British Lawmakers Propose Penalties for Social Media Platforms Advertising Scams

The main way in which your average social media platform would end up earning a reasonable amount of revenue is through selling ad space in their apps and websites. While it is perfectly reasonable for them to end up doing so, it should be noted that a lot of the ads that are featured on such platforms are often for scams, and it doesn’t seem like these platforms are doing all that much to stop these scams from being advertised in the first place.

Online fraud has become a truly massive problem all around the world, and British lawmakers have actually proposed a relatively unique solution for it for the most part. This solution would essentially involve social media platforms having to reimburse users that fell for scams that had been advertised on the aforementioned platforms. The solution was initially proposed by Mel Stride who currently chairs the Treasury committee, and it is something that has perked up a lot of ears in British government.

Banks are already liable to pay back fraud victims as long as said victims can prove that they did enough to protect themselves, so it makes a lot of sense that this type of legislation would be proposed for social media as well. According to stride, social media sites are profiting off of these scams as well since they receive advertising revenue for the purposes of allowing them on the site to begin with, and that is the sort of thing that they should most definitely be penalized for in order to discontinue the prevalence of such ads.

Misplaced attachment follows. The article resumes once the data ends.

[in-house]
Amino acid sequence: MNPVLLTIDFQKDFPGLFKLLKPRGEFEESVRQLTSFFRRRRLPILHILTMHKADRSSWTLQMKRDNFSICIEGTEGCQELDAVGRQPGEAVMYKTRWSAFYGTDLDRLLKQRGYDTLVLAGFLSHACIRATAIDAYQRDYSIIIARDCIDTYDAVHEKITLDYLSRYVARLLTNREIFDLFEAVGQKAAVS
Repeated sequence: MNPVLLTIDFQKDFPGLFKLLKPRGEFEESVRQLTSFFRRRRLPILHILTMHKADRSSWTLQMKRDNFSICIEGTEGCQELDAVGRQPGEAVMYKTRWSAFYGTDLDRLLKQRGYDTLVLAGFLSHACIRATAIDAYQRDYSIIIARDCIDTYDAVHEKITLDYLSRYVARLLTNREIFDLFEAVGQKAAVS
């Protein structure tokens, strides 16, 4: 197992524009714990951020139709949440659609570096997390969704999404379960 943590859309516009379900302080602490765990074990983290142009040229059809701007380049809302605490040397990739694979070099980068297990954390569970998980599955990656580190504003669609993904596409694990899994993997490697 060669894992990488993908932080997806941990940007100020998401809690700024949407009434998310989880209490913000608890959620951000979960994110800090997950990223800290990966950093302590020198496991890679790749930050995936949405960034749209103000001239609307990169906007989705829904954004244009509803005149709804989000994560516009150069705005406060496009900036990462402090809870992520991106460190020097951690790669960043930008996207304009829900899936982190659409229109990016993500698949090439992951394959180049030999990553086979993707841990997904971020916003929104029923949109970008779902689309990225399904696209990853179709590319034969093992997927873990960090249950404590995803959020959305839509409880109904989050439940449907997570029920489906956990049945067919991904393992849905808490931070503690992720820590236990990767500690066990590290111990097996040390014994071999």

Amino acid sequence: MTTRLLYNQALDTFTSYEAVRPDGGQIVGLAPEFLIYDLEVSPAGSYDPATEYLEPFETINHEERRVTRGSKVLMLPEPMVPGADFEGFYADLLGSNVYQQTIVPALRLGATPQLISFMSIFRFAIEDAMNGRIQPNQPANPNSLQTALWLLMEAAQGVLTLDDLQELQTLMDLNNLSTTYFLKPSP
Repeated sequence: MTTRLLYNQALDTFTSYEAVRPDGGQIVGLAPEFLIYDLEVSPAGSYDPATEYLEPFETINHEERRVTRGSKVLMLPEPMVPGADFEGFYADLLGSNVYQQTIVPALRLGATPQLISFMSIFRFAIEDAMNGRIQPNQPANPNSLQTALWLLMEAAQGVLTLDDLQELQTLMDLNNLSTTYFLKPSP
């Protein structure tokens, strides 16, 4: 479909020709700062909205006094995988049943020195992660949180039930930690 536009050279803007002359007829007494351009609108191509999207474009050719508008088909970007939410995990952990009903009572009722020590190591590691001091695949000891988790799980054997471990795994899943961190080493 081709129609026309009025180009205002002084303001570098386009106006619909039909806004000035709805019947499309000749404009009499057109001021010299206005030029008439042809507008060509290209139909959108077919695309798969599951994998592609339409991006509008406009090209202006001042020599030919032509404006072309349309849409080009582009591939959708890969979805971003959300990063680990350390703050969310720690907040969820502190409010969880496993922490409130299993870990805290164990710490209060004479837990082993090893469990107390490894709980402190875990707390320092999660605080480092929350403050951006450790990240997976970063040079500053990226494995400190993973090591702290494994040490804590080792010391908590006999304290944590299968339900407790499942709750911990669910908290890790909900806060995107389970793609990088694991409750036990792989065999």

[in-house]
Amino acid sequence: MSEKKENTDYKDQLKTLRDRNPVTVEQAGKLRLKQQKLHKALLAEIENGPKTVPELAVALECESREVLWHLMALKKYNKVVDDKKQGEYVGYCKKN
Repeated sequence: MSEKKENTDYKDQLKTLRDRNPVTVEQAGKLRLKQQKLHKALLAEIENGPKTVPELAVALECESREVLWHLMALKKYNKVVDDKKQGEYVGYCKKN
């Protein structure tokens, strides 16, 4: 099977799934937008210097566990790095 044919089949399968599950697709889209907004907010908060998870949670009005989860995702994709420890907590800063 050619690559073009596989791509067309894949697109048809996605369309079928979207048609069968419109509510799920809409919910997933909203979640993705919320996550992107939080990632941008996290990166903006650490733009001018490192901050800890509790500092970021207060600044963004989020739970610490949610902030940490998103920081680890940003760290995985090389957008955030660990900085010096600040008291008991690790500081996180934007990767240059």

There has already been legislation put in place to force Facebook and other platforms to make sure that a financial service that they are advertising for has been registered with various regulatory authorities, but there is no current timeline that these platforms are going to be required to follow. Hence, stricter action might need to be taken. Suffice it to say that this type of legislation is likely going to be something that social media companies would push back against, but many would agree that if it is passed it would be a step in the right direction.

H/T: Reuters.
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